With more than 100 firms offering 'Self-Invested Personal Pensions' (SIPP), it's tricky to know which SIPP provider is right for you
Working out which SIPP provider is best for you isn't easy
There's no right or wrong answer to which SIPP provider will give you the best value for your money. That's because in addition to there being many SIPP providers, most of them offer more than one SIPP. And that means you'll face a complex job deciphering the myriad of charges and the seemingly endless investment choices on offer.
So which SIPP provider will best suit your aims?
To conclude which SIPP provider is likely to deliver you with the optimum arrangement for your requirements, you first need to answer these three primary questions:
- How much will your SIPP charges be, both to set up the pension, and on an annual basis?
- Does the degree of service on offer match your particular needs?
- Is the SIPP provider financially robust enough to keep your money safe?
Generally speaking, the overall charge for running a SIPP hasn't changed much in recent years. However, SIPP providers have applied different levels of charges to the various features within the SIPP. Knowing which SIPP provider is levying which charge for each aspect of its service is vital to ensure you don't end up paying more than you need, depending on how your SIPP money is invested.
Fund rebates can play a big part in working out which SIPP provider will scrape away a greater proportion of your money. It's necessary to do your research thoroughly, establishing which funds come with rebates and which SIPP provider can give you access to the largest of these rebates. As a rule of thumb, the cheapest funds such as index trackers do not come with rebates, as the fund charges are too low to justify a further reduction in the commission. It's necessary to check which SIPP provider has access to rebates and which funds qualify for them. That said, in the post-RDR world, from 2013, commissions and rebates may disappear altogether, although you may still be eligible to them on funds you've held for a while.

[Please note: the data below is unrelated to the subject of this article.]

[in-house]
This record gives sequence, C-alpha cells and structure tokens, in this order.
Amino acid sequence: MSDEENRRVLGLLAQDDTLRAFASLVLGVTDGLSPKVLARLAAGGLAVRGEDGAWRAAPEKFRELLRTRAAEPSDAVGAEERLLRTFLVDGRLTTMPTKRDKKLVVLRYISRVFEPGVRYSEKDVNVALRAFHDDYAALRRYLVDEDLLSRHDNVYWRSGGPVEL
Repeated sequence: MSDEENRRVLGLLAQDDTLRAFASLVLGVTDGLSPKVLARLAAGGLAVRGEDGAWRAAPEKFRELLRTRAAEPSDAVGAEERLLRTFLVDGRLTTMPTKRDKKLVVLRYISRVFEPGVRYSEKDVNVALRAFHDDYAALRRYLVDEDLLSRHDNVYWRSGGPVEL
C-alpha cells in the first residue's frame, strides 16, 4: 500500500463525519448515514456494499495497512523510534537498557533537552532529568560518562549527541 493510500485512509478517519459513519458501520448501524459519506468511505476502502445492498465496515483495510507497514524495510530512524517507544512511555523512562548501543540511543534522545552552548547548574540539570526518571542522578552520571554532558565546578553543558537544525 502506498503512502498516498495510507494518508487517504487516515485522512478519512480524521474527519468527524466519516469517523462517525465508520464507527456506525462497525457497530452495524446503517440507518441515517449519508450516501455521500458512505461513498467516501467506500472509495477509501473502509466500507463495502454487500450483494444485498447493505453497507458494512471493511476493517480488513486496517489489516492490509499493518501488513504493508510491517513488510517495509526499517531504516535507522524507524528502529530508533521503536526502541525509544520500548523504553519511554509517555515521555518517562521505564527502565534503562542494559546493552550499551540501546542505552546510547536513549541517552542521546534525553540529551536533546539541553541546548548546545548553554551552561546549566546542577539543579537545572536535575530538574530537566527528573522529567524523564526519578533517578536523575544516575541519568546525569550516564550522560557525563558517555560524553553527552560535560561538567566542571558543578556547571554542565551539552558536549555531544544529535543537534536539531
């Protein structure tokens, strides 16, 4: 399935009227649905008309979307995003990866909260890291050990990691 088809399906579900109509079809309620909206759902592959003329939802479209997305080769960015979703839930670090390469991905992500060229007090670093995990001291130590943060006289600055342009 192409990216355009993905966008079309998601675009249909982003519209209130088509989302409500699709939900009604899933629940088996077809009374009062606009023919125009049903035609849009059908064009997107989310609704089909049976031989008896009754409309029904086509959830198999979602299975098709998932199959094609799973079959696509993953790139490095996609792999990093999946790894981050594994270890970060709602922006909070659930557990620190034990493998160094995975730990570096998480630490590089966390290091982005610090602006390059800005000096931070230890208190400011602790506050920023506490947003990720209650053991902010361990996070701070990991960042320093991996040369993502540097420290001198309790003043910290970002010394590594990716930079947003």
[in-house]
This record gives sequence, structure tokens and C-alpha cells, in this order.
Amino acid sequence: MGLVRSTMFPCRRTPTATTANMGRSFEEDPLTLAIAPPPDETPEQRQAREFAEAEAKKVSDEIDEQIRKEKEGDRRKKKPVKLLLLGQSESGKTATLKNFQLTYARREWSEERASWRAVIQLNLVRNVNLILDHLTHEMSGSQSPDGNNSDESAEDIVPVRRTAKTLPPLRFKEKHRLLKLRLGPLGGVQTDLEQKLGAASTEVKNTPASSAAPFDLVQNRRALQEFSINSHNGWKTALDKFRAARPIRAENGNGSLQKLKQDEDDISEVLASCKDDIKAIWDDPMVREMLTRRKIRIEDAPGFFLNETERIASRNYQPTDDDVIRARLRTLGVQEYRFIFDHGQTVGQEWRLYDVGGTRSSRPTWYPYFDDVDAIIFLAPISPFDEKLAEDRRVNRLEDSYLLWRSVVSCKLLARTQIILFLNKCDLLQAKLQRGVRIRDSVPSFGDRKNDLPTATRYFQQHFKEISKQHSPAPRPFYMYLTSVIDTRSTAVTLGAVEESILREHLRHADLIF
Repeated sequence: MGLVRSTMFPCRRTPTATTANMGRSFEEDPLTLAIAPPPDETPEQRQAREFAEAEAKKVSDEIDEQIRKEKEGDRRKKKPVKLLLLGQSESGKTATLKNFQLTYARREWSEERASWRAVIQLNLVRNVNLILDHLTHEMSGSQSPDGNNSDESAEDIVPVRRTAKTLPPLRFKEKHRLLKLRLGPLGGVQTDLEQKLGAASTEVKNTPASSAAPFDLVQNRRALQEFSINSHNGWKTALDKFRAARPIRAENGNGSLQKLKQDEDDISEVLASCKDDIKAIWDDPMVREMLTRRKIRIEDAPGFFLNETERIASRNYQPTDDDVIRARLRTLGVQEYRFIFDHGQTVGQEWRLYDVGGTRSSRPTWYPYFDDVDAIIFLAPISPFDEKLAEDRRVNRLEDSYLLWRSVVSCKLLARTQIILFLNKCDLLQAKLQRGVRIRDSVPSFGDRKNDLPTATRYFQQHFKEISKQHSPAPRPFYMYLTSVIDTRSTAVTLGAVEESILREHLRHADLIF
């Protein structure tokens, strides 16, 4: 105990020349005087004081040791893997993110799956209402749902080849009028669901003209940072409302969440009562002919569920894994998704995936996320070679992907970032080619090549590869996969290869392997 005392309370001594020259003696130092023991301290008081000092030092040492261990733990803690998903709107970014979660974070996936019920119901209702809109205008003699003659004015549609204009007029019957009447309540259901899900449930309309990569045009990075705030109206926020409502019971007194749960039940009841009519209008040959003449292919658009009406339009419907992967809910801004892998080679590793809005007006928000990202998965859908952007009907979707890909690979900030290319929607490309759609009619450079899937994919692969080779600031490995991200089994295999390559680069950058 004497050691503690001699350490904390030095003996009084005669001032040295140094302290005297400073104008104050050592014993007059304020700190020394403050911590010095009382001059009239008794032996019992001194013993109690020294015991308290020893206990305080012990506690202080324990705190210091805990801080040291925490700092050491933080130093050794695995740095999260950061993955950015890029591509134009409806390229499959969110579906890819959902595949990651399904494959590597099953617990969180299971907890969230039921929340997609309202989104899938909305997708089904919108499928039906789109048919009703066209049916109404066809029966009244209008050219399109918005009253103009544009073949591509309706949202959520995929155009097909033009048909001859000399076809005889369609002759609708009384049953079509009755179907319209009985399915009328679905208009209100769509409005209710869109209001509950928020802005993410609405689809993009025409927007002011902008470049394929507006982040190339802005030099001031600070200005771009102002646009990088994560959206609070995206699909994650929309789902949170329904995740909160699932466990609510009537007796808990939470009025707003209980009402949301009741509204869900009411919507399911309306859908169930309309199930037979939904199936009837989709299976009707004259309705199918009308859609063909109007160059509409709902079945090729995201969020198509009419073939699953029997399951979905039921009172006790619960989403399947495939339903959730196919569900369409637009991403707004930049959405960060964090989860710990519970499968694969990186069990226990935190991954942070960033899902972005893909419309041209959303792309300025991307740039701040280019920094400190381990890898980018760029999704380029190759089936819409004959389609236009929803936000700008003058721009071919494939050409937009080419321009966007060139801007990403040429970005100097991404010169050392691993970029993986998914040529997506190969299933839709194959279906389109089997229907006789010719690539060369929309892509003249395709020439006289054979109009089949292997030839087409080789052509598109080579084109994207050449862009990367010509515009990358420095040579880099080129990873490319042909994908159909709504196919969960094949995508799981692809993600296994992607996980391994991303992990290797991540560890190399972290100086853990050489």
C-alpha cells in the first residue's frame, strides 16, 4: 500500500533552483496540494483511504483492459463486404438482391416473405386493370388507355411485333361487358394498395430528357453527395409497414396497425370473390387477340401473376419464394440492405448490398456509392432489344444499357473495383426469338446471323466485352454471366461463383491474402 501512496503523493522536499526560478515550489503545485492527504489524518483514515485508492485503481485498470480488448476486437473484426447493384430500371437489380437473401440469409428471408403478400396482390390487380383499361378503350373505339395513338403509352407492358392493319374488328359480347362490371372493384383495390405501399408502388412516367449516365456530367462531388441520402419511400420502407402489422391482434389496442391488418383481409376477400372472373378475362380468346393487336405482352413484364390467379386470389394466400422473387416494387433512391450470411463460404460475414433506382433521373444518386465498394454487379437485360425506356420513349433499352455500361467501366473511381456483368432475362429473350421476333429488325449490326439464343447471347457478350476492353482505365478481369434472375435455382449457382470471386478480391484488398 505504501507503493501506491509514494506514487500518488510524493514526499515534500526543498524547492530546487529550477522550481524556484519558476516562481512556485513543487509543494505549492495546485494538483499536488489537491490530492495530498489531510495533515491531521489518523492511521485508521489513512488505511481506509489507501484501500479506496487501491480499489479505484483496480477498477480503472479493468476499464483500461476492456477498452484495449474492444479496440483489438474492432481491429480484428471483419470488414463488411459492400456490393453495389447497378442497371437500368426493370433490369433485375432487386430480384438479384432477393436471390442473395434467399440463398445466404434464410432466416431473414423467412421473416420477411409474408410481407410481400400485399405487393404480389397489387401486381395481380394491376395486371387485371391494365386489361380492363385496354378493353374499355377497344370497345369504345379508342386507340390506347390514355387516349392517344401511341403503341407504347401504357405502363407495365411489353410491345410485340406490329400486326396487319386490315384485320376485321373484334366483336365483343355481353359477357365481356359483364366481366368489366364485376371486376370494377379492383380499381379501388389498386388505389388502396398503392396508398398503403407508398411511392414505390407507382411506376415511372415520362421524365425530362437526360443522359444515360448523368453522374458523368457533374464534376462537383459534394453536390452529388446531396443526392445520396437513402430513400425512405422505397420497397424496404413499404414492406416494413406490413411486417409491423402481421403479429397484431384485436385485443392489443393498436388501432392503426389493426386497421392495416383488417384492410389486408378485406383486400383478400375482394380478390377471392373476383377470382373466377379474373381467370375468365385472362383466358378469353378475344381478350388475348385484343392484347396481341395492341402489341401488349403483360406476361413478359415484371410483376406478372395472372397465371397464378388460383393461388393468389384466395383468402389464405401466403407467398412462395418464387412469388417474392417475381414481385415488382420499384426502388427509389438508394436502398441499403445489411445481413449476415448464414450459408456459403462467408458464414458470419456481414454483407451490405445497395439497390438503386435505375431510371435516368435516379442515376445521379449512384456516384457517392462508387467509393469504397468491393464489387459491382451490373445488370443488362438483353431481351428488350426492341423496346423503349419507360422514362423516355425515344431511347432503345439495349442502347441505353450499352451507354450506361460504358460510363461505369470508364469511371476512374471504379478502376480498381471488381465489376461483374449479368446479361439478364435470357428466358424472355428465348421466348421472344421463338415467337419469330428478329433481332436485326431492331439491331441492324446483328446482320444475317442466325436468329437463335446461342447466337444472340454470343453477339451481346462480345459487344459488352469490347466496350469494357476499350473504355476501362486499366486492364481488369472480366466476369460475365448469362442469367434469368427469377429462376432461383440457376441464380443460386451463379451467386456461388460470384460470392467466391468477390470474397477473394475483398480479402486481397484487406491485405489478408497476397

Two questions to establish which SIPP provider is worth considering
1. Which SIPP provider should I avoid?
Avoid financial insecurity
Avoid financial insecurity
In choosing which SIPP provider to entrust your money, you need to have reassurance your money is being looked after by a company that's financially secure. Currently, the Financial Conduct Authority requires a SIPP provider to have a minimum capital requirement of six weeks, although this will be substantially increased in 2013. That's because the regulator wants to ensure SIPP providers don't put at risk the money they're looking after on behalf of their clients.
Which SIPP provider to select is not just its ability to cope financially if some of the investments it permits within its SIPP go wrong. It's also about the effect it can have on the charges you pay, for if a financially weak provider without a capital requirement well ahead of the minimum suffers poor investments or loses money altogether, it's likely your charges could rise as a consequence. And that will affect the ultimate return on your fund.
When it comes to selecting which SIPP provider to look after your money, always start with the most financially secure and the highest capital requirement.
Avoid undesirable risk
As a rule of thumb, when you're considering which SIPP provider is right for you, you should choose a firm where basic SIPPs are at the heart of the business. That's not to say that firms offering high risk alternative investments are to be avoided. Quite often, these investments can add significantly to the overall growth of your fund, though it's all about the risk/reward ratio you're will to accept.
To discover which SIPP provider is likely to be right for you is as much about knowing what level of risk you're prepared to take with your money, then matching it to your shortlist of SIPP providers.
To help you minimise your risk, here are five helpful pointers...
- Choose a SIPP where the average holding is similar to your fund size
- Make sure the SIPP services on offer meet your needs